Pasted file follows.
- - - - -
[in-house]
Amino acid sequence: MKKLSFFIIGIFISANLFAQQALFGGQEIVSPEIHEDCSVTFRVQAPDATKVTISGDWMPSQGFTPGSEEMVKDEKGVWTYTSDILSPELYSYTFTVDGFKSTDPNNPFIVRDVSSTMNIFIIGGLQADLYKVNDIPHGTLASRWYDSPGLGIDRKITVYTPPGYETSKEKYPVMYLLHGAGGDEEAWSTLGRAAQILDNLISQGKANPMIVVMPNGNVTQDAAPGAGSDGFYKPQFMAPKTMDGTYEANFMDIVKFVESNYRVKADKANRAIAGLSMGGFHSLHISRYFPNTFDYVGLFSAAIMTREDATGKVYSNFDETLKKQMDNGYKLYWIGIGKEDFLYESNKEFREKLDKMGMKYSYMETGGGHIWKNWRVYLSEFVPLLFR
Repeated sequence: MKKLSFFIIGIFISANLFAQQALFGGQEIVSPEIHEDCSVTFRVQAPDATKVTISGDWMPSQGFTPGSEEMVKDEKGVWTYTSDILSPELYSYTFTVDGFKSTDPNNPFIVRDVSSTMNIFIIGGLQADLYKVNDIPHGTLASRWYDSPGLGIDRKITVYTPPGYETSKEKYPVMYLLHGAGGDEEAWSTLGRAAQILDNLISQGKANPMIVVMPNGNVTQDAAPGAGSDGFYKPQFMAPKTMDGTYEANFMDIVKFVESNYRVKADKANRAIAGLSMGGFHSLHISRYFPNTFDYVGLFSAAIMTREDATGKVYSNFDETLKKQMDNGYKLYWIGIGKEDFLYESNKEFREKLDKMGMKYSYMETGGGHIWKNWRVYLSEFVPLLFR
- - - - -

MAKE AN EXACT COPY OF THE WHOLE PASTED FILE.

[in-house]
Amino acid sequence: MKKLSFFIIGIFISANLFAQQALFGGQEIVSPEIHEDCSVTFRVQAPDATKVTISGDWMPSQGFTPGSEEMVKDEKGVWTYTSDILSPELYSYTFTVDGFKSTDPNNPFIVRDVSSTMNIFIIGGLQADLYKVNDIPHGTLASRWYDSPGLGIDRKITVYTPPGYETSKEKYPVMYLLHGAGGDEEAWSTLGRAAQILDNLISQGKANPMIVVMPNGNVTQDAAPGAGSDGFYKPQFMAPKTMDGTYEANFMDIVKFVESNYRVKADKANRAIAGLSMGGFHSLHISRYFPNTFDYVGLFSAAIMTREDATGKVYSNFDETLKKQMDNGYKLYWIGIGKEDFLYESNKEFREKLDKMGMKYSYMETGGGHIWKNWRVYLSEFVPLLFR
Repeated sequence: MKKLSFFIIGIFISANLFAQQALFGGQEIVSPEIHEDCSVTFRVQAPDATKVTISGDWMPSQGFTPGSEEMVKDEKGVWTYTSDILSPELYSYTFTVDGFKSTDPNNPFIVRDVSSTMNIFIIGGLQADLYKVNDIPHGTLASRWYDSPGLGIDRKITVYTPPGYETSKEKYPVMYLLHGAGGDEEAWSTLGRAAQILDNLISQGKANPMIVVMPNGNVTQDAAPGAGSDGFYKPQFMAPKTMDGTYEANFMDIVKFVESNYRVKADKANRAIAGLSMGGFHSLHISRYFPNTFDYVGLFSAAIMTREDATGKVYSNFDETLKKQMDNGYKLYWIGIGKEDFLYESNKEFREKLDKMGMKYSYMETGGGHIWKNWRVYLSEFVPLLFR